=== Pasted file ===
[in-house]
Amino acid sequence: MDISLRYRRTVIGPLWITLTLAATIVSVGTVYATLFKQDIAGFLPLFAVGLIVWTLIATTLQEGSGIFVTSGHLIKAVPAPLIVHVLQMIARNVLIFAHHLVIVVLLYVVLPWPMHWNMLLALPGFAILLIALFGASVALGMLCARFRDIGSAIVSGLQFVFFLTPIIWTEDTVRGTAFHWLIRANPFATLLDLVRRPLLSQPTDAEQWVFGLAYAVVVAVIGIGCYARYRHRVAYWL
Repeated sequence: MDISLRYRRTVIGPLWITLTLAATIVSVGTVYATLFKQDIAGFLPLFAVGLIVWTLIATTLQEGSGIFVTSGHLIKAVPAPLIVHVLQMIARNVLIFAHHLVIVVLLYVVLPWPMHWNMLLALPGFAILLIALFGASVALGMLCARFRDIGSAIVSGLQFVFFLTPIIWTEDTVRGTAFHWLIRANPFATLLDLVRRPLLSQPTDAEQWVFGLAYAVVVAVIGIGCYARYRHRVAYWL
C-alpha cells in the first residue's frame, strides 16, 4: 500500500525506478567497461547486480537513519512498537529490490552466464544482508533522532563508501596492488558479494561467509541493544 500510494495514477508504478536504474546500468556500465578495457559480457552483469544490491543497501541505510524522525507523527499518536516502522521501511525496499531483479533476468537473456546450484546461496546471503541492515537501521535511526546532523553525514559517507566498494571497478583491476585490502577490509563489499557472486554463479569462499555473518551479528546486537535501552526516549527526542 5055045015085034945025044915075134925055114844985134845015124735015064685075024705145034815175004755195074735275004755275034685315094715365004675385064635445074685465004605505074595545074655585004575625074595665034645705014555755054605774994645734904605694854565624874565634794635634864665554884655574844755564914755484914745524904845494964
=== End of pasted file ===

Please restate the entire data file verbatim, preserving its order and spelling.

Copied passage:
[in-house]
Amino acid sequence: MDISLRYRRTVIGPLWITLTLAATIVSVGTVYATLFKQDIAGFLPLFAVGLIVWTLIATTLQEGSGIFVTSGHLIKAVPAPLIVHVLQMIARNVLIFAHHLVIVVLLYVVLPWPMHWNMLLALPGFAILLIALFGASVALGMLCARFRDIGSAIVSGLQFVFFLTPIIWTEDTVRGTAFHWLIRANPFATLLDLVRRPLLSQPTDAEQWVFGLAYAVVVAVIGIGCYARYRHRVAYWL
Repeated sequence: MDISLRYRRTVIGPLWITLTLAATIVSVGTVYATLFKQDIAGFLPLFAVGLIVWTLIATTLQEGSGIFVTSGHLIKAVPAPLIVHVLQMIARNVLIFAHHLVIVVLLYVVLPWPMHWNMLLALPGFAILLIALFGASVALGMLCARFRDIGSAIVSGLQFVFFLTPIIWTEDTVRGTAFHWLIRANPFATLLDLVRRPLLSQPTDAEQWVFGLAYAVVVAVIGIGCYARYRHRVAYWL
C-alpha cells in the first residue's frame, strides 16, 4: 500500500525506478567497461547486480537513519512498537529490490552466464544482508533522532563508501596492488558479494561467509541493544 500510494495514477508504478536504474546500468556500465578495457559480457552483469544490491543497501541505510524522525507523527499518536516502522521501511525496499531483479533476468537473456546450484546461496546471503541492515537501521535511526546532523553525514559517507566498494571497478583491476585490502577490509563489499557472486554463479569462499555473518551479528546486537535501552526516549527526542 5055045015085034945025044915075134925055114844985134845015124735015064685075024705145034815175004755195074735275004755275034685315094715365004675385064635445074685465004605505074595545074655585004575625074595665034645705014555755054605774994645734904605694854565624874565634794635634864665554884655574844755564914755484914745524904845494964